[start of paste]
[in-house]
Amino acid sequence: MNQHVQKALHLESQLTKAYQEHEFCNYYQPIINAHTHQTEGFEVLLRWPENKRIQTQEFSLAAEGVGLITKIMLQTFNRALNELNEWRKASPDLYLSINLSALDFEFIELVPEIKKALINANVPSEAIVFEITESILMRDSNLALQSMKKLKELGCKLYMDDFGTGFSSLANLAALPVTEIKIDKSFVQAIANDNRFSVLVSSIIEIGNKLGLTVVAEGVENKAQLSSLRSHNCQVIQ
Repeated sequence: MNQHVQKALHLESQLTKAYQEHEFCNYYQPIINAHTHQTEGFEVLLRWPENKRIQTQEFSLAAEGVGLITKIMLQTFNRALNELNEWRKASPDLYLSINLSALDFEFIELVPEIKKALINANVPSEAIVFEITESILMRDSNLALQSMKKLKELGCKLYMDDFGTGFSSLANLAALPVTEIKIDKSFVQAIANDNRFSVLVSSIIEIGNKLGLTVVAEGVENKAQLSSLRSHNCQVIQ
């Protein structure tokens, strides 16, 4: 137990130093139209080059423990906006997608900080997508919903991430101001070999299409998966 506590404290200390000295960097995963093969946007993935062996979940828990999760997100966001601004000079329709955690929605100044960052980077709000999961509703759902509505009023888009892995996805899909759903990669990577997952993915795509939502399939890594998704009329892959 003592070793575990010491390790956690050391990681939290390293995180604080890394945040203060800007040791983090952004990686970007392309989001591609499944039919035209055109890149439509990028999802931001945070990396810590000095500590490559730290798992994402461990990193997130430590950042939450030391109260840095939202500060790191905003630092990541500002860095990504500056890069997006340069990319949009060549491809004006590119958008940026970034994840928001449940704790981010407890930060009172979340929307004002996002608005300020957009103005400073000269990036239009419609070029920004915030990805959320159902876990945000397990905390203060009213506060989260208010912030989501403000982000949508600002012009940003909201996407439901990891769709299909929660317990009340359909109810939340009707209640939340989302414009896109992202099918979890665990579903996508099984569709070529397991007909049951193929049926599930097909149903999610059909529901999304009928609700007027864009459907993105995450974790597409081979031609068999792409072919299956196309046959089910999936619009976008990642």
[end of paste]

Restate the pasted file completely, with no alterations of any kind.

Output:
[in-house]
Amino acid sequence: MNQHVQKALHLESQLTKAYQEHEFCNYYQPIINAHTHQTEGFEVLLRWPENKRIQTQEFSLAAEGVGLITKIMLQTFNRALNELNEWRKASPDLYLSINLSALDFEFIELVPEIKKALINANVPSEAIVFEITESILMRDSNLALQSMKKLKELGCKLYMDDFGTGFSSLANLAALPVTEIKIDKSFVQAIANDNRFSVLVSSIIEIGNKLGLTVVAEGVENKAQLSSLRSHNCQVIQ
Repeated sequence: MNQHVQKALHLESQLTKAYQEHEFCNYYQPIINAHTHQTEGFEVLLRWPENKRIQTQEFSLAAEGVGLITKIMLQTFNRALNELNEWRKASPDLYLSINLSALDFEFIELVPEIKKALINANVPSEAIVFEITESILMRDSNLALQSMKKLKELGCKLYMDDFGTGFSSLANLAALPVTEIKIDKSFVQAIANDNRFSVLVSSIIEIGNKLGLTVVAEGVENKAQLSSLRSHNCQVIQ
């Protein structure tokens, strides 16, 4: 137990130093139209080059423990906006997608900080997508919903991430101001070999299409998966 506590404290200390000295960097995963093969946007993935062996979940828990999760997100966001601004000079329709955690929605100044960052980077709000999961509703759902509505009023888009892995996805899909759903990669990577997952993915795509939502399939890594998704009329892959 003592070793575990010491390790956690050391990681939290390293995180604080890394945040203060800007040791983090952004990686970007392309989001591609499944039919035209055109890149439509990028999802931001945070990396810590000095500590490559730290798992994402461990990193997130430590950042939450030391109260840095939202500060790191905003630092990541500002860095990504500056890069997006340069990319949009060549491809004006590119958008940026970034994840928001449940704790981010407890930060009172979340929307004002996002608005300020957009103005400073000269990036239009419609070029920004915030990805959320159902876990945000397990905390203060009213506060989260208010912030989501403000982000949508600002012009940003909201996407439901990891769709299909929660317990009340359909109810939340009707209640939340989302414009896109992202099918979890665990579903996508099984569709070529397991007909049951193929049926599930097909149903999610059909529901999304009928609700007027864009459907993105995450974790597409081979031609068999792409072919299956196309046959089910999936619009976008990642």